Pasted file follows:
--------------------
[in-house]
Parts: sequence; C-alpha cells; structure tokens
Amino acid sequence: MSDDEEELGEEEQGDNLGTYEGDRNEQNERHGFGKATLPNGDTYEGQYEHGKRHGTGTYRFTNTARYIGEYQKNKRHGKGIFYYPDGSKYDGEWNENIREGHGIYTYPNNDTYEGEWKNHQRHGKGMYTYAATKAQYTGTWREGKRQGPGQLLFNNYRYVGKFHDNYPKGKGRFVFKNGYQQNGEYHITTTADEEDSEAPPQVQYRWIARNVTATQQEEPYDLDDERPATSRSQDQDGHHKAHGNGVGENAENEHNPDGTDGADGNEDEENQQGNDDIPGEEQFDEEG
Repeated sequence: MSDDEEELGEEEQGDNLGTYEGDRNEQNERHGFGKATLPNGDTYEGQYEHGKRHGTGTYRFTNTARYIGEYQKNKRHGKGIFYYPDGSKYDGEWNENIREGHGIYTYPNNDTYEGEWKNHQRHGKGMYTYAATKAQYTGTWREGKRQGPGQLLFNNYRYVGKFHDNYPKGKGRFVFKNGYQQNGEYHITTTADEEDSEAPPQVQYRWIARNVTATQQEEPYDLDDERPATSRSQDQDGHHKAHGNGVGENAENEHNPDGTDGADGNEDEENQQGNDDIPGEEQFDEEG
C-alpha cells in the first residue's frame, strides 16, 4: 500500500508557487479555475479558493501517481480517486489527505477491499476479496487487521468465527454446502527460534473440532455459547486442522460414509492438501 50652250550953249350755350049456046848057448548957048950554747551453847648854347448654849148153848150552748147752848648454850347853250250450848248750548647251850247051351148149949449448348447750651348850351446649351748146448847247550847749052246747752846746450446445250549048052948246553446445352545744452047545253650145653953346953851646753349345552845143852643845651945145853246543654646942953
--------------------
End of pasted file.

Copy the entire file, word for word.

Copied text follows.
[in-house]
Parts: sequence; C-alpha cells; structure tokens
Amino acid sequence: MSDDEEELGEEEQGDNLGTYEGDRNEQNERHGFGKATLPNGDTYEGQYEHGKRHGTGTYRFTNTARYIGEYQKNKRHGKGIFYYPDGSKYDGEWNENIREGHGIYTYPNNDTYEGEWKNHQRHGKGMYTYAATKAQYTGTWREGKRQGPGQLLFNNYRYVGKFHDNYPKGKGRFVFKNGYQQNGEYHITTTADEEDSEAPPQVQYRWIARNVTATQQEEPYDLDDERPATSRSQDQDGHHKAHGNGVGENAENEHNPDGTDGADGNEDEENQQGNDDIPGEEQFDEEG
Repeated sequence: MSDDEEELGEEEQGDNLGTYEGDRNEQNERHGFGKATLPNGDTYEGQYEHGKRHGTGTYRFTNTARYIGEYQKNKRHGKGIFYYPDGSKYDGEWNENIREGHGIYTYPNNDTYEGEWKNHQRHGKGMYTYAATKAQYTGTWREGKRQGPGQLLFNNYRYVGKFHDNYPKGKGRFVFKNGYQQNGEYHITTTADEEDSEAPPQVQYRWIARNVTATQQEEPYDLDDERPATSRSQDQDGHHKAHGNGVGENAENEHNPDGTDGADGNEDEENQQGNDDIPGEEQFDEEG
C-alpha cells in the first residue's frame, strides 16, 4: 500500500508557487479555475479558493501517481480517486489527505477491499476479496487487521468465527454446502527460534473440532455459547486442522460414509492438501 50652250550953249350755350049456046848057448548957048950554747551453847648854347448654849148153848150552748147752848648454850347853250250450848248750548647251850247051351148149949449448348447750651348850351446649351748146448847247550847749052246747752846746450446445250549048052948246553446445352545744452047545253650145653953346953851646753349345552845143852643845651945145853246543654646942953